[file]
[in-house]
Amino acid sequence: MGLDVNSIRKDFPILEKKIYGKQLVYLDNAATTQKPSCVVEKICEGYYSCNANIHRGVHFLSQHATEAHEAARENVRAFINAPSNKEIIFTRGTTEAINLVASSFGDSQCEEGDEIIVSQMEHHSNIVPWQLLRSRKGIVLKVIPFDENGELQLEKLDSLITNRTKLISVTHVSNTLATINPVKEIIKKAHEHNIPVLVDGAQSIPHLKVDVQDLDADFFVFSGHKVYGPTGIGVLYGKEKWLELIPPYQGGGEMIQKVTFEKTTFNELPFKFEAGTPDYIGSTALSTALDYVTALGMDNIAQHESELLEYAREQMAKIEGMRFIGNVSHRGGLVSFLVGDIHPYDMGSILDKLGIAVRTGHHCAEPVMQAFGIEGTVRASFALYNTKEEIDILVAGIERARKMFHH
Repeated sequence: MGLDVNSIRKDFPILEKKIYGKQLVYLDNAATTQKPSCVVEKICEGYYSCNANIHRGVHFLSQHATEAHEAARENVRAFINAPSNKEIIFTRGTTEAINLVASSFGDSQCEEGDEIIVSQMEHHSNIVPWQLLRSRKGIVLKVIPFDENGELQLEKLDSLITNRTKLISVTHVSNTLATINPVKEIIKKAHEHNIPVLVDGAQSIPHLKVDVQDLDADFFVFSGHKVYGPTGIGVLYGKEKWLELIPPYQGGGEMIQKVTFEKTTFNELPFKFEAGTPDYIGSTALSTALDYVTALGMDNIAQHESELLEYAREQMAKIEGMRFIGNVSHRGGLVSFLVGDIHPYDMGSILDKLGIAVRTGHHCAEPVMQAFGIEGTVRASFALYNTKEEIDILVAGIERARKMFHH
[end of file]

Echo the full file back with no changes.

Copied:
[in-house]
Amino acid sequence: MGLDVNSIRKDFPILEKKIYGKQLVYLDNAATTQKPSCVVEKICEGYYSCNANIHRGVHFLSQHATEAHEAARENVRAFINAPSNKEIIFTRGTTEAINLVASSFGDSQCEEGDEIIVSQMEHHSNIVPWQLLRSRKGIVLKVIPFDENGELQLEKLDSLITNRTKLISVTHVSNTLATINPVKEIIKKAHEHNIPVLVDGAQSIPHLKVDVQDLDADFFVFSGHKVYGPTGIGVLYGKEKWLELIPPYQGGGEMIQKVTFEKTTFNELPFKFEAGTPDYIGSTALSTALDYVTALGMDNIAQHESELLEYAREQMAKIEGMRFIGNVSHRGGLVSFLVGDIHPYDMGSILDKLGIAVRTGHHCAEPVMQAFGIEGTVRASFALYNTKEEIDILVAGIERARKMFHH
Repeated sequence: MGLDVNSIRKDFPILEKKIYGKQLVYLDNAATTQKPSCVVEKICEGYYSCNANIHRGVHFLSQHATEAHEAARENVRAFINAPSNKEIIFTRGTTEAINLVASSFGDSQCEEGDEIIVSQMEHHSNIVPWQLLRSRKGIVLKVIPFDENGELQLEKLDSLITNRTKLISVTHVSNTLATINPVKEIIKKAHEHNIPVLVDGAQSIPHLKVDVQDLDADFFVFSGHKVYGPTGIGVLYGKEKWLELIPPYQGGGEMIQKVTFEKTTFNELPFKFEAGTPDYIGSTALSTALDYVTALGMDNIAQHESELLEYAREQMAKIEGMRFIGNVSHRGGLVSFLVGDIHPYDMGSILDKLGIAVRTGHHCAEPVMQAFGIEGTVRASFALYNTKEEIDILVAGIERARKMFHH